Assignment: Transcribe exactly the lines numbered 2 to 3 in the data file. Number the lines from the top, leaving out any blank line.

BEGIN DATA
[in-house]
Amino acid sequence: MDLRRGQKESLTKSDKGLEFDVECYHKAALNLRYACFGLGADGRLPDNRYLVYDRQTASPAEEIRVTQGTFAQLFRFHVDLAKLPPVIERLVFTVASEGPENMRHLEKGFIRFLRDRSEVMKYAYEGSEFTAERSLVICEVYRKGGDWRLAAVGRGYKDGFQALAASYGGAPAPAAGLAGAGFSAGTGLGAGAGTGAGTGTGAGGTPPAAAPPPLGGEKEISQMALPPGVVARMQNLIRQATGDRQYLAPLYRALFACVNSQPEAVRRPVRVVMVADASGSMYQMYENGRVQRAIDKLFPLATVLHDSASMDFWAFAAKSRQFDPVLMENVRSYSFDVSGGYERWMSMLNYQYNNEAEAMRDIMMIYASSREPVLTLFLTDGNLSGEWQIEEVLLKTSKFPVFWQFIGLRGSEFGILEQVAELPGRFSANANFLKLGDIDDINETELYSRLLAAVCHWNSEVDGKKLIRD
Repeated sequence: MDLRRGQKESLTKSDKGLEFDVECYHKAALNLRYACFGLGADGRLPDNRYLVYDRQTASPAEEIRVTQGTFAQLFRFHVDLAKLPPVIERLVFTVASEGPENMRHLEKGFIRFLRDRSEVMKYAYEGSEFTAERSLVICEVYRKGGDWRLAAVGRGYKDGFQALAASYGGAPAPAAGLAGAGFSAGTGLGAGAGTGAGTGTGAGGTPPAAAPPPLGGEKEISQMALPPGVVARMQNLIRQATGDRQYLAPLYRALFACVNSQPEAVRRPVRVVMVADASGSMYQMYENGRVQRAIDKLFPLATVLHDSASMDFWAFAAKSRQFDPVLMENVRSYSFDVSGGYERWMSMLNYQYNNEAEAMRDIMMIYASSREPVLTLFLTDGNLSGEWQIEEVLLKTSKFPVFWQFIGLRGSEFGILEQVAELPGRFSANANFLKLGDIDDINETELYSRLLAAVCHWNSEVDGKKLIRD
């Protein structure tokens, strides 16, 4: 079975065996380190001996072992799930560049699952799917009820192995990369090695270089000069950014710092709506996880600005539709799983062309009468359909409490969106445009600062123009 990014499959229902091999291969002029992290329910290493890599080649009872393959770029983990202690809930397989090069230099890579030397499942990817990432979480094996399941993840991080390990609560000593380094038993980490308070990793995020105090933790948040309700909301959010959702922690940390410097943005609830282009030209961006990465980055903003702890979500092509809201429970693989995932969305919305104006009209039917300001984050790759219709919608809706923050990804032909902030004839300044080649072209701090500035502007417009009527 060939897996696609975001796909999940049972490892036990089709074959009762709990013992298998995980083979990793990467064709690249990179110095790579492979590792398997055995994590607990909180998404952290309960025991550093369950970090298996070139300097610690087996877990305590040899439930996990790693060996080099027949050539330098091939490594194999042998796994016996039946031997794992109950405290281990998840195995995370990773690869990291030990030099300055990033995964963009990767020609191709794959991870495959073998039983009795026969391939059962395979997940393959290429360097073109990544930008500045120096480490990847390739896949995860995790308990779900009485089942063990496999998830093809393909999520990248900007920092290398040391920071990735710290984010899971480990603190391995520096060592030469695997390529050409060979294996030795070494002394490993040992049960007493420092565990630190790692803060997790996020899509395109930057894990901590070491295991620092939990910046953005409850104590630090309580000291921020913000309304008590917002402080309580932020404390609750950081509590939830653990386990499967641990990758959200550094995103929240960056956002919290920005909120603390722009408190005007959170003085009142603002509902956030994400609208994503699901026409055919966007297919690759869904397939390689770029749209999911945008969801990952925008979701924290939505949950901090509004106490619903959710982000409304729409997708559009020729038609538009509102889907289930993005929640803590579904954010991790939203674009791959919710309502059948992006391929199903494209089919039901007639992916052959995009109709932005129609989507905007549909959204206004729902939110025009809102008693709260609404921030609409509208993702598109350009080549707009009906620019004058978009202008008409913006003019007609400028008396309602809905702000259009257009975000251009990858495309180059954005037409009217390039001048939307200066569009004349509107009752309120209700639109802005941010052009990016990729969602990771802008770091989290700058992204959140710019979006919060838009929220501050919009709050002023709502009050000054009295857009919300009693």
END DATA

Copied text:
Amino acid sequence: MDLRRGQKESLTKSDKGLEFDVECYHKAALNLRYACFGLGADGRLPDNRYLVYDRQTASPAEEIRVTQGTFAQLFRFHVDLAKLPPVIERLVFTVASEGPENMRHLEKGFIRFLRDRSEVMKYAYEGSEFTAERSLVICEVYRKGGDWRLAAVGRGYKDGFQALAASYGGAPAPAAGLAGAGFSAGTGLGAGAGTGAGTGTGAGGTPPAAAPPPLGGEKEISQMALPPGVVARMQNLIRQATGDRQYLAPLYRALFACVNSQPEAVRRPVRVVMVADASGSMYQMYENGRVQRAIDKLFPLATVLHDSASMDFWAFAAKSRQFDPVLMENVRSYSFDVSGGYERWMSMLNYQYNNEAEAMRDIMMIYASSREPVLTLFLTDGNLSGEWQIEEVLLKTSKFPVFWQFIGLRGSEFGILEQVAELPGRFSANANFLKLGDIDDINETELYSRLLAAVCHWNSEVDGKKLIRD
Repeated sequence: MDLRRGQKESLTKSDKGLEFDVECYHKAALNLRYACFGLGADGRLPDNRYLVYDRQTASPAEEIRVTQGTFAQLFRFHVDLAKLPPVIERLVFTVASEGPENMRHLEKGFIRFLRDRSEVMKYAYEGSEFTAERSLVICEVYRKGGDWRLAAVGRGYKDGFQALAASYGGAPAPAAGLAGAGFSAGTGLGAGAGTGAGTGTGAGGTPPAAAPPPLGGEKEISQMALPPGVVARMQNLIRQATGDRQYLAPLYRALFACVNSQPEAVRRPVRVVMVADASGSMYQMYENGRVQRAIDKLFPLATVLHDSASMDFWAFAAKSRQFDPVLMENVRSYSFDVSGGYERWMSMLNYQYNNEAEAMRDIMMIYASSREPVLTLFLTDGNLSGEWQIEEVLLKTSKFPVFWQFIGLRGSEFGILEQVAELPGRFSANANFLKLGDIDDINETELYSRLLAAVCHWNSEVDGKKLIRD